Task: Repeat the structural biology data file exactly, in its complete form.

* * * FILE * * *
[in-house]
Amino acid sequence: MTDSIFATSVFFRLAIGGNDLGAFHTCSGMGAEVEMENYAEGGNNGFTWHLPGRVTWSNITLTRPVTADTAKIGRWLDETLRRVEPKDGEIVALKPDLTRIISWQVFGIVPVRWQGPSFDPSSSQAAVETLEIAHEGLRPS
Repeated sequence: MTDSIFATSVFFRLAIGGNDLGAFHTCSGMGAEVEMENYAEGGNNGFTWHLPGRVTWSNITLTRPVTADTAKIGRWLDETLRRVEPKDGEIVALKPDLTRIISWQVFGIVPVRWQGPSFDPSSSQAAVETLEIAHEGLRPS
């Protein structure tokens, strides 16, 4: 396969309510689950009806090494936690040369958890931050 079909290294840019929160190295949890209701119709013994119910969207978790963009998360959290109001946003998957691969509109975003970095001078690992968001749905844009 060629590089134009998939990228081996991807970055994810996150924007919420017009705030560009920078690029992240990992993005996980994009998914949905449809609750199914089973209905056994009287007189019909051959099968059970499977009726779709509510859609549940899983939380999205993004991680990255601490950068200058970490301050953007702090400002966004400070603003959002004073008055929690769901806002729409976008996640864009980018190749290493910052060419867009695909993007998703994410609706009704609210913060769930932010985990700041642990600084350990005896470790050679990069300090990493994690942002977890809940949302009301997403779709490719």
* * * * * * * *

[in-house]
Amino acid sequence: MTDSIFATSVFFRLAIGGNDLGAFHTCSGMGAEVEMENYAEGGNNGFTWHLPGRVTWSNITLTRPVTADTAKIGRWLDETLRRVEPKDGEIVALKPDLTRIISWQVFGIVPVRWQGPSFDPSSSQAAVETLEIAHEGLRPS
Repeated sequence: MTDSIFATSVFFRLAIGGNDLGAFHTCSGMGAEVEMENYAEGGNNGFTWHLPGRVTWSNITLTRPVTADTAKIGRWLDETLRRVEPKDGEIVALKPDLTRIISWQVFGIVPVRWQGPSFDPSSSQAAVETLEIAHEGLRPS
């Protein structure tokens, strides 16, 4: 396969309510689950009806090494936690040369958890931050 079909290294840019929160190295949890209701119709013994119910969207978790963009998360959290109001946003998957691969509109975003970095001078690992968001749905844009 060629590089134009998939990228081996991807970055994810996150924007919420017009705030560009920078690029992240990992993005996980994009998914949905449809609750199914089973209905056994009287007189019909051959099968059970499977009726779709509510859609549940899983939380999205993004991680990255601490950068200058970490301050953007702090400002966004400070603003959002004073008055929690769901806002729409976008996640864009980018190749290493910052060419867009695909993007998703994410609706009704609210913060769930932010985990700041642990600084350990005896470790050679990069300090990493994690942002977890809940949302009301997403779709490719």